• I will be either bullish or bearish, but not "piggish." (Pigs get slaughtered)

  • I will remember it is "Okay" to pay taxes.

  • I will maximize profits by staging my buys, working my orders and getting the best price.

  • I will look to buy damaged opportunities, not damaged investments.

  • I will diversify to control my risk.

  • I will control my risk by always having pre-determined sell levels and stop-losses.

  • I will do my homework. I will do my homework. I will do my homework.

  • I will not allow panic to influence my buy/sell decisions.

  • I will remember that "cash" is for winners.

  • I will expect, but not fear, corrections.

  • I will expect to be wrong and I will correct errors quickly.

  • I will check "hope" at the door.

  • I will be flexible.

  • I will have the patience to allow my discipline and strategy to work.

  • I will turn off the television, put down the newspaper, and focus on my own analysis.

These are the same resolutions I attempt to follow every year. There is no shortcut to being a successful investor. There are only the basic rules, discipline and focus that is required to succeed long-term.

The biggest problem for investors is the bull market itself.

When the "bull is running" we believe we are smarter and better than we actually are. We take on substantially more risk than we realize as we continue to chase market returns and allow "greed" to displace our rational logic. Just as with gambling, success breeds overconfidence as the rising tide disguises our investment mistakes.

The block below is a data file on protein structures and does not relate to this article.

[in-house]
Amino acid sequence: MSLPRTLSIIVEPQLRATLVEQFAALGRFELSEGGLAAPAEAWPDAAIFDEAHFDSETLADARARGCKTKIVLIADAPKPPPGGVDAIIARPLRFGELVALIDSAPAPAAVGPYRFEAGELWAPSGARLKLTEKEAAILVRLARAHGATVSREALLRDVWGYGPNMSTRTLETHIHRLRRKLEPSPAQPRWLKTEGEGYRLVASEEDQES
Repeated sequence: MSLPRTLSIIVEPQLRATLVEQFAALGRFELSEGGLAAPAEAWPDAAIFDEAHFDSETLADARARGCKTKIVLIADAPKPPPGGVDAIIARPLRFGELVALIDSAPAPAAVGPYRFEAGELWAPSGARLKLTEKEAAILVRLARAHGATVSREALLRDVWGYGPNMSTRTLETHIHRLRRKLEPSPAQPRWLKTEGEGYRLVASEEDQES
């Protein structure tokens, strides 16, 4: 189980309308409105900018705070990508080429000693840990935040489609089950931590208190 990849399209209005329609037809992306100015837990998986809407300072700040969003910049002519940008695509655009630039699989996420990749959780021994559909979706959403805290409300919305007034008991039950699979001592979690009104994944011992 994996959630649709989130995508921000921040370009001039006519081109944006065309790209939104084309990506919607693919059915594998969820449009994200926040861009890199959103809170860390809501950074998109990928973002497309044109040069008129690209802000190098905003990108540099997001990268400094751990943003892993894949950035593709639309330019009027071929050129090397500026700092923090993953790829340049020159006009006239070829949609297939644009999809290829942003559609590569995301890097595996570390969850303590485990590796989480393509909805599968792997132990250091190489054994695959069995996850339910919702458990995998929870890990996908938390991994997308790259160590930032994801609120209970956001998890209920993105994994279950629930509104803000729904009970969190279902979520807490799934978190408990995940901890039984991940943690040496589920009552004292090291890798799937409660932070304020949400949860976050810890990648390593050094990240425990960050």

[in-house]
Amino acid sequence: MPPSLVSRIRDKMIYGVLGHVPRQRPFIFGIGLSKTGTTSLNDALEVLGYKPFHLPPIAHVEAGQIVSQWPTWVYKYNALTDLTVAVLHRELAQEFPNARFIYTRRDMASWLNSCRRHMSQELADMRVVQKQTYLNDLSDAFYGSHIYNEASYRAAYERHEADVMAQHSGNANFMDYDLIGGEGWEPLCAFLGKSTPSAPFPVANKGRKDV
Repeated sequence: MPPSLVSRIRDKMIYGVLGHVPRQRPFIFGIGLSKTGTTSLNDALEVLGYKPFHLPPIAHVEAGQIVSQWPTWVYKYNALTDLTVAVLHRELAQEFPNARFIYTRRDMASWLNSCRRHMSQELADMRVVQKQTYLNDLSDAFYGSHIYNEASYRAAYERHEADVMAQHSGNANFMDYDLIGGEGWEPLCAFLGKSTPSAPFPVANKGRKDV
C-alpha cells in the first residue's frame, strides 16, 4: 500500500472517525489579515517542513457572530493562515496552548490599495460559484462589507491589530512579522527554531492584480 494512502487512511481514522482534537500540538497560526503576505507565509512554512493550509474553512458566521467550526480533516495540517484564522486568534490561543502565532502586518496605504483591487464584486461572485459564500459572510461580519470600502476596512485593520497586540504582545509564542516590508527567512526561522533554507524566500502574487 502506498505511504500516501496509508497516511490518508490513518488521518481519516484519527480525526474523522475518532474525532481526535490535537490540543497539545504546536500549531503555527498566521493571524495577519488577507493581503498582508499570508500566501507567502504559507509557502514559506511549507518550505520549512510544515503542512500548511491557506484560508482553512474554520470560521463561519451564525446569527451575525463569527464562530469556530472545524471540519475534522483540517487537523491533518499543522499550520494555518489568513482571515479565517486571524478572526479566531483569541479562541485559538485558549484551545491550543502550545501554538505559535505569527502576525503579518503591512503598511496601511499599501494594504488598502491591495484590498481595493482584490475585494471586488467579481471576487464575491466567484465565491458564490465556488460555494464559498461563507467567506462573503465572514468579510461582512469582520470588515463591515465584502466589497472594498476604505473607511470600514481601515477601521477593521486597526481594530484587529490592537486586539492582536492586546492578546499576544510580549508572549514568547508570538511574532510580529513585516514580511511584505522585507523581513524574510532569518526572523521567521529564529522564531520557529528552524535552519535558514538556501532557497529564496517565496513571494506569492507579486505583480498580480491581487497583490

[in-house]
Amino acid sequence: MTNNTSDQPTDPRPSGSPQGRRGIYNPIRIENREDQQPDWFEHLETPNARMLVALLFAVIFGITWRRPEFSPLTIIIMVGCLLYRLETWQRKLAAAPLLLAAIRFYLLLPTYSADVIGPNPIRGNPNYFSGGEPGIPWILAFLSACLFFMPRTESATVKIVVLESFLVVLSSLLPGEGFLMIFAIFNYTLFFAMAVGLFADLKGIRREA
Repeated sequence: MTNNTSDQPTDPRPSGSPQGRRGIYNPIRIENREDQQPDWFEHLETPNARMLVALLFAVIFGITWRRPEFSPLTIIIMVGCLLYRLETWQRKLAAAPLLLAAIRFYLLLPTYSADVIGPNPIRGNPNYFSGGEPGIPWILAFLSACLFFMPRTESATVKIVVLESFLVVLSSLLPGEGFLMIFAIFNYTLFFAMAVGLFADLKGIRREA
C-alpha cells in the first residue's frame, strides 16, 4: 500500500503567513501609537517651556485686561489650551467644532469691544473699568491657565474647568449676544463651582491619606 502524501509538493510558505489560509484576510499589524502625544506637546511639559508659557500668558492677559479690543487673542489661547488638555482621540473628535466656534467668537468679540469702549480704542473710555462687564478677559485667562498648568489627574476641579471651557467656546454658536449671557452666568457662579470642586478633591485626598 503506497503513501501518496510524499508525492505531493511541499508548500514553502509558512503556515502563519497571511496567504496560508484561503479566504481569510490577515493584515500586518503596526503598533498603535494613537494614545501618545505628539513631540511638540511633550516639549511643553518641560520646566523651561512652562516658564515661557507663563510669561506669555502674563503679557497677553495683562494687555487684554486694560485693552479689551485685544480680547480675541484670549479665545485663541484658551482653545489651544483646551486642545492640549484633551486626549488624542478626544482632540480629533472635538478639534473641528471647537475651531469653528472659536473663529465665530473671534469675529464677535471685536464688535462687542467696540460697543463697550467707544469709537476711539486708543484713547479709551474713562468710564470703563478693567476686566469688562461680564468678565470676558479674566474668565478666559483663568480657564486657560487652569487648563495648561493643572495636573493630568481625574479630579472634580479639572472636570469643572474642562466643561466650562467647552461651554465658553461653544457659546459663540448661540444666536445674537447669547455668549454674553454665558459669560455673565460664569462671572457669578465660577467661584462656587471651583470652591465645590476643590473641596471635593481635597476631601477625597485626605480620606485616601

Unfortunately, it is during the subsequent completion of the full-market cycle that our errors are revealed. Always too painfully and tragically as the loss of capital exceeds our capability to "hold on for the long-term."

Remembering these basic rules from Bob Farrell will help you survive, and win, the long-term investment game.

  1. Markets always revert to the mean.

  2. Excesses in one direction always lead to excesses in the other.

  3. There are no new eras and excesses are never permanent.

  4. Exponentially rising/falling markets go further than logic would expect.

  5. Markets do not correct excesses by going sideways.

  6. The public buys the most at the top and least at the bottoms.

  7. Fear and greed are stronger than long-term resolve.

  8. Markets are strongest when they are broad and weakest when they are narrow.

  9. Bull and bear markets have three stages. Both end with capitulation.

  10. When all experts agree, something else will happen.

  11. Bull markets are more fun their bear markets.

Happy New Year